[cap-talk] Styles of persistance
jed at nersc.gov
Thu Apr 3 20:51:15 CDT 2008
On 4/3/2008 5:11 PM, Bill Frantz wrote:
> shap at eros-os.com (Jonathan S. Shapiro) on Monday, March 31, 2008 wrote:
>> In most cases, the best way to upgrade an object is to serialize its
>> state, instantiate the new version, and have the new version read in the
>> old state (possibly using an intermediate, transient format converter to
>> separate out the conversion logic).
>> To the extent that this is true, the only objects requiring a complex
>> upgrade protocol are objects that require on-line update.
> Perhaps an interesting use case is the
> KeyKOS/EROS/CapROS/Coyotos(?) space bank. Instances of the space
> bank have life-times from minutes to the life of the system.
> Serialization is not used to move it from system to system. :-) It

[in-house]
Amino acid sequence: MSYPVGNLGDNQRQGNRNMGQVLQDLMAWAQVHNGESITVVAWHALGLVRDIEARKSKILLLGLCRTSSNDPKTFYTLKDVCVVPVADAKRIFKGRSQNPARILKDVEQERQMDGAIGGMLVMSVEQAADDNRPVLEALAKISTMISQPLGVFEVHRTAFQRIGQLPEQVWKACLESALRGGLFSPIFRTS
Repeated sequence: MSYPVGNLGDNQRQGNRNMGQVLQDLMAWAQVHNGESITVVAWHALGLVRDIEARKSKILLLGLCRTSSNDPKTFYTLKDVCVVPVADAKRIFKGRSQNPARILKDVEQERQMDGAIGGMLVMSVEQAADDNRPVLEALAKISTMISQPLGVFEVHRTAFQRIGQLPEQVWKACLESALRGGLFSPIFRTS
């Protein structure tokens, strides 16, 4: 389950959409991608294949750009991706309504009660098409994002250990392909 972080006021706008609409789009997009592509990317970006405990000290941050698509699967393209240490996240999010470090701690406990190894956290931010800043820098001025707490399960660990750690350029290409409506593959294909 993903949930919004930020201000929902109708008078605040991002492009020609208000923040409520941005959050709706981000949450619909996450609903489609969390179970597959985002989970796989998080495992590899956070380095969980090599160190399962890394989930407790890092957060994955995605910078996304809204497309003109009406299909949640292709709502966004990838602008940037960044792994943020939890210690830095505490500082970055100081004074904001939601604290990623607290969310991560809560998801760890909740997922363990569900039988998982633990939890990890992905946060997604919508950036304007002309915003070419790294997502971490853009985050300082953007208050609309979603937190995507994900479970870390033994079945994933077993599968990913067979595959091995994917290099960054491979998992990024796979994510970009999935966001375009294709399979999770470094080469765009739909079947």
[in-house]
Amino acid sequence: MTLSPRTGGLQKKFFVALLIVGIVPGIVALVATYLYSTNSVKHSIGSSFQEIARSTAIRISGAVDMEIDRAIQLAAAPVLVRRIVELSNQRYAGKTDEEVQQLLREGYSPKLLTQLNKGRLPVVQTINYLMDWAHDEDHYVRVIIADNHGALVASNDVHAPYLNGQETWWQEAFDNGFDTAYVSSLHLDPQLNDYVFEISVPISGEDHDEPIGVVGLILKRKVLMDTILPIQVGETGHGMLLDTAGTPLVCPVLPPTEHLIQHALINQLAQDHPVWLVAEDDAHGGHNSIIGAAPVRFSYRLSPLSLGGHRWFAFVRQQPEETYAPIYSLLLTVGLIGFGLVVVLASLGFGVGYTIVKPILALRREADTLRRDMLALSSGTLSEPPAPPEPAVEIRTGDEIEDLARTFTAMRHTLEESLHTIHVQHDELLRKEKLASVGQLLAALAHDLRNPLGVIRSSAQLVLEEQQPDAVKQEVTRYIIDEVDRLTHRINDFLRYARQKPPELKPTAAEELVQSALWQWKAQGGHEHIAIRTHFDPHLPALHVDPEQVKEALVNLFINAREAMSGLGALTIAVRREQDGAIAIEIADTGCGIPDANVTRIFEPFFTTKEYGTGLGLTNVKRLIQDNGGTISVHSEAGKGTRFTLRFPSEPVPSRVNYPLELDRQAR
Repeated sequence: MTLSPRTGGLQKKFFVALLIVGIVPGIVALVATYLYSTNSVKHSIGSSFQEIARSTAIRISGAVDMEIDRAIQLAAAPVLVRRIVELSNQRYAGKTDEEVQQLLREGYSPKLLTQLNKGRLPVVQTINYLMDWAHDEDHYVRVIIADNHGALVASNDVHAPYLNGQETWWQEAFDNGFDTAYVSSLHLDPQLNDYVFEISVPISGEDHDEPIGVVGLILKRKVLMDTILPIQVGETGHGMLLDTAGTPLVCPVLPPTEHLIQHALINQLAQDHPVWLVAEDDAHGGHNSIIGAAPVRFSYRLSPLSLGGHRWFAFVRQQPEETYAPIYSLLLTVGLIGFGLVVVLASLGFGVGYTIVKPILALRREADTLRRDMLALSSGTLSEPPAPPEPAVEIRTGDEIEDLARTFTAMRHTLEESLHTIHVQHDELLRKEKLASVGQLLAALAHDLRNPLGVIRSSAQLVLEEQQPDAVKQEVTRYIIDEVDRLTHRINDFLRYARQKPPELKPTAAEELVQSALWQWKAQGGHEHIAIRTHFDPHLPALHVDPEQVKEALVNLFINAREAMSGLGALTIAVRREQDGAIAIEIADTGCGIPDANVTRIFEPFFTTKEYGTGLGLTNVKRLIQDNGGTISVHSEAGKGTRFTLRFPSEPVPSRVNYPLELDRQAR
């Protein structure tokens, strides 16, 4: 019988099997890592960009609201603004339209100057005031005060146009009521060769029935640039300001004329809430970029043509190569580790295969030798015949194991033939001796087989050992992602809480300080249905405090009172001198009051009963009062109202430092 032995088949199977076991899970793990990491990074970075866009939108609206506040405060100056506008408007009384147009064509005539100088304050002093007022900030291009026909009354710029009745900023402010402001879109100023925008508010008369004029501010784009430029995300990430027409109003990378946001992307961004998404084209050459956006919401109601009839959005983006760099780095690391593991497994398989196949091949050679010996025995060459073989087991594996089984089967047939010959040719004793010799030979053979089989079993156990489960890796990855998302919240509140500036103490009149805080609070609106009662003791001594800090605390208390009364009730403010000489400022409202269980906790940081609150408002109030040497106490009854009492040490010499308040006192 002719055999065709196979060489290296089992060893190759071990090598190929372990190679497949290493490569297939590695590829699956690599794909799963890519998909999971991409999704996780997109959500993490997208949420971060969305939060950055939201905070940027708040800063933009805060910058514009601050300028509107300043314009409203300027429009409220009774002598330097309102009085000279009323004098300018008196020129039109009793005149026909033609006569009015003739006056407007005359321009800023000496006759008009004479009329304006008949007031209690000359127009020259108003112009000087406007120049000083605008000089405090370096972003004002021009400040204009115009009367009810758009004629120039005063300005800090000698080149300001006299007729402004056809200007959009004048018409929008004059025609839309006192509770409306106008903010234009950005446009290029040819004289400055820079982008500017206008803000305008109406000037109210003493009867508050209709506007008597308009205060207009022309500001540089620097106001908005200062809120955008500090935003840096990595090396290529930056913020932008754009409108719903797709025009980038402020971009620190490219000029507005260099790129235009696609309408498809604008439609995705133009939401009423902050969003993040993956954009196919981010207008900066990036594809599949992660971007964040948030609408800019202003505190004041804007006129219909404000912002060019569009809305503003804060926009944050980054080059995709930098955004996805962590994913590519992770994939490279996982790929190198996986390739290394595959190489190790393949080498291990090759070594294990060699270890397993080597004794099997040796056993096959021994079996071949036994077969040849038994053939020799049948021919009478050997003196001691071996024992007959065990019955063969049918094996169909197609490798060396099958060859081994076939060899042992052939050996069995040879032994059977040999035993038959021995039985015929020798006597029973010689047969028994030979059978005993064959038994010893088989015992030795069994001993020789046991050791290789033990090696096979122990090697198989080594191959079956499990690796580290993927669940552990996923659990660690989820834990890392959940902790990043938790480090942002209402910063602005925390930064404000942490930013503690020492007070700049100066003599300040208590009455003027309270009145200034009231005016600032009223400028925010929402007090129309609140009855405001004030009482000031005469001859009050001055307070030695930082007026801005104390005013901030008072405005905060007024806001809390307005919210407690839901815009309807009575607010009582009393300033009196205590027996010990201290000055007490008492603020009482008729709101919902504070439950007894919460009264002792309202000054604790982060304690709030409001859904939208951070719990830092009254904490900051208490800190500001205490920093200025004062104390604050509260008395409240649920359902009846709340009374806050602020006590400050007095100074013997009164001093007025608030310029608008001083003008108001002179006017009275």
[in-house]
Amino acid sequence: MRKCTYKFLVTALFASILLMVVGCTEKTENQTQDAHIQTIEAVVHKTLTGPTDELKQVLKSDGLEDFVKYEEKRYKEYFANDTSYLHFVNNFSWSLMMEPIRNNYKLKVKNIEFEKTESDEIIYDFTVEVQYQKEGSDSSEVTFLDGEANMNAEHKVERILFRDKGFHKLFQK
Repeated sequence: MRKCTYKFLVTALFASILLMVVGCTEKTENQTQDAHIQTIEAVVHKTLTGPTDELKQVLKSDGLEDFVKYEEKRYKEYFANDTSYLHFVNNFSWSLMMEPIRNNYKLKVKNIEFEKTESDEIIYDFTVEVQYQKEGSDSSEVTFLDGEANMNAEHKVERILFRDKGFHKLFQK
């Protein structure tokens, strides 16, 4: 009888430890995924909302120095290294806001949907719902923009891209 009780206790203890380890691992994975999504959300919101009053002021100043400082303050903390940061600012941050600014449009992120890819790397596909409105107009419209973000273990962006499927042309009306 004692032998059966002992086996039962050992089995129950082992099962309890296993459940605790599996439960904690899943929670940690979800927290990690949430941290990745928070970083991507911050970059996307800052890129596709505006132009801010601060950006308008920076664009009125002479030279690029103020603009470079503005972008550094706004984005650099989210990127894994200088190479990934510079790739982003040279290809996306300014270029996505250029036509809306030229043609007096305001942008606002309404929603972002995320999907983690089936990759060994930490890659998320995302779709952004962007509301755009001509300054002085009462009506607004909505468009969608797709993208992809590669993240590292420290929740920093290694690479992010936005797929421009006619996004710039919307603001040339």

> has a significant internal data structure to keep track of
> in-use/free, and the objects to be rescinded when a space bank is
> zapped. And, as allocation strategies change, it is likely to need
> to be changes.
> It would be useful to get the upgrade path for the space bank right
> in the first release.
Hmmm. I'm not sure I'm understanding the distinctions above,
e.g. when BillF says "Serialization is not used to move it from
system to system. :-)". Objects of course vary in terms of their
internal complexity. When the stored version of an object needs
to change from one version of a server (system?) to another,
I can't see how one can avoid doing a conversion - read in the
old version and write out the new. I took that to be what Jonathan
was referring to as "serialization". Of course the object might
not be literally serialized down to bits (bits and capabilities in
descriptor based systems?), but they do have to be reformatted I
think as that seems to be the whole point.
Perhaps Bill can explain what makes the KeyKOS space bank unusual
in this regard. I'm afraid I don't know what a "space bank" is
or how it is organized internally. Is that relevant to this
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